MIT chemical engineers have come up with a material that can react with carbon dioxide from the air to expand and get stronger. As long as its surface is exposed, the carbon-based material continuously reinforces itself by capturing and converting the greenhouse gas from the air.
The new material, a polymer, is a synthetic gel-like substance that performs a chemical process similar to the one plants use to incorporate carbon dioxide from the air into their growing tissues. It could someday be used as a protective coating or a construction material such as panels of a lightweight matrix. Shipping those to a building site, where they would harden and solidify from exposure to air and sunlight, would reduce the energy and cost associated with transportation.
“This is a completely new concept in materials science,” says professor Michael Strano, who led the research with postdoc Seon-Yeong Kwak.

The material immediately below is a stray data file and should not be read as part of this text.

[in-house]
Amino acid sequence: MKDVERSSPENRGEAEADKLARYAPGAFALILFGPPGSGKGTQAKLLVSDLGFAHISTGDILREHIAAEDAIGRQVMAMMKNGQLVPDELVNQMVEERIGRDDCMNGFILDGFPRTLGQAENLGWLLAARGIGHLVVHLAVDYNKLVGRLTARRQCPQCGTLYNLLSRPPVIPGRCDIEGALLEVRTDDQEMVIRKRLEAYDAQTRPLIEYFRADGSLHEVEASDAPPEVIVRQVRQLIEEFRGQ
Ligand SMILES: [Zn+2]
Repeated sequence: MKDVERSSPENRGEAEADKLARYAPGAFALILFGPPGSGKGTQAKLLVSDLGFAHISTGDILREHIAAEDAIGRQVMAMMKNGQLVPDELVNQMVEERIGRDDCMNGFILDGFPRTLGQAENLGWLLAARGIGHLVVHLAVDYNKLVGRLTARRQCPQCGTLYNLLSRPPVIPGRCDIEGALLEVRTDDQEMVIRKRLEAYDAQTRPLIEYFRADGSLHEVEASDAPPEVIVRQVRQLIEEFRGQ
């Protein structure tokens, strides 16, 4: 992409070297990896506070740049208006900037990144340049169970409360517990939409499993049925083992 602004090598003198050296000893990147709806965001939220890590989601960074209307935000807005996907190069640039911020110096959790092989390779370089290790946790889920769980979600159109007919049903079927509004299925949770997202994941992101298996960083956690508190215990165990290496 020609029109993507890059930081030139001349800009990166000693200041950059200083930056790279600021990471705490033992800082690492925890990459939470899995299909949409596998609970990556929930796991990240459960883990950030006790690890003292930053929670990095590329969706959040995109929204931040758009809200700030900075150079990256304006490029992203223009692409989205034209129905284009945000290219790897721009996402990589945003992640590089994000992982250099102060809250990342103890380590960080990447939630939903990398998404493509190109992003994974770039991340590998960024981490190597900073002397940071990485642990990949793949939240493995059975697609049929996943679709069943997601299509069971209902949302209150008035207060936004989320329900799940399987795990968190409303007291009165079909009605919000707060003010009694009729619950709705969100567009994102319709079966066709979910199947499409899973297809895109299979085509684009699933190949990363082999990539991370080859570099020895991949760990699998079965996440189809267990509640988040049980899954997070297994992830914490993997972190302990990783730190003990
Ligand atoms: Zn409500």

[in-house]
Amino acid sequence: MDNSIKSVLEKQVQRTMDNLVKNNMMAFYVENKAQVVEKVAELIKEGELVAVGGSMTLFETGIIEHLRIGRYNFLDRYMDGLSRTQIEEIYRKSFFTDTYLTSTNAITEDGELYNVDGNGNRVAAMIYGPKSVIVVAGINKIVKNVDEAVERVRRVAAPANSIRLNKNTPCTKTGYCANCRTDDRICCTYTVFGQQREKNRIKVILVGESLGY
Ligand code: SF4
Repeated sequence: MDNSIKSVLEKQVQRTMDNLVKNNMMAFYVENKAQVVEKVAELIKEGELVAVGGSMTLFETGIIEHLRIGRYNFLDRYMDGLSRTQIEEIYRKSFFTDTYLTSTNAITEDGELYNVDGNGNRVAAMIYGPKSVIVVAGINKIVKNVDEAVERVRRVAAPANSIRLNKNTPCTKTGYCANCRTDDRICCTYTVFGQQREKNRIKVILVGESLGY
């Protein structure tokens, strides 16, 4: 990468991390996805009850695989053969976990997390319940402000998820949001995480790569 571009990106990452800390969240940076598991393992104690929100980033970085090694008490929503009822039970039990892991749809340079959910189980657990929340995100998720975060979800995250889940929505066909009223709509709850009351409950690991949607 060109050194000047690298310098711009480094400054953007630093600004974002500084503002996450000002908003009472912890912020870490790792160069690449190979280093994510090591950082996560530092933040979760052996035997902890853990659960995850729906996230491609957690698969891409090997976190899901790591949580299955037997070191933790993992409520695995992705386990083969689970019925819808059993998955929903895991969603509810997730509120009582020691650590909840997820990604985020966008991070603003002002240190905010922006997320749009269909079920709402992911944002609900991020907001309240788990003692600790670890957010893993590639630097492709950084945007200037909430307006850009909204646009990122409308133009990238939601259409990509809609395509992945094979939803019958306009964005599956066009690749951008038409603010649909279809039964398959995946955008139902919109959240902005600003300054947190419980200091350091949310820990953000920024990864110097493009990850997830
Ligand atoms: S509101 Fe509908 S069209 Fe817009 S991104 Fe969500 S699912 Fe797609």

“Imagine a synthetic material that could grow like trees, taking the carbon from the carbon dioxide and incorporating it into the material’s backbone.” The material, which becomes stronger as it incorporates the carbon, is not yet strong enough to be used as a building material, though it might function as a crack filler or a self-repairing coating material, the researchers say.
After working out how to produce materials of this type by the ton, they’re now optimizing their properties. “Our work shows that carbon dioxide need not be purely a burden and a cost,” Strano says. “It is also an opportunity.”
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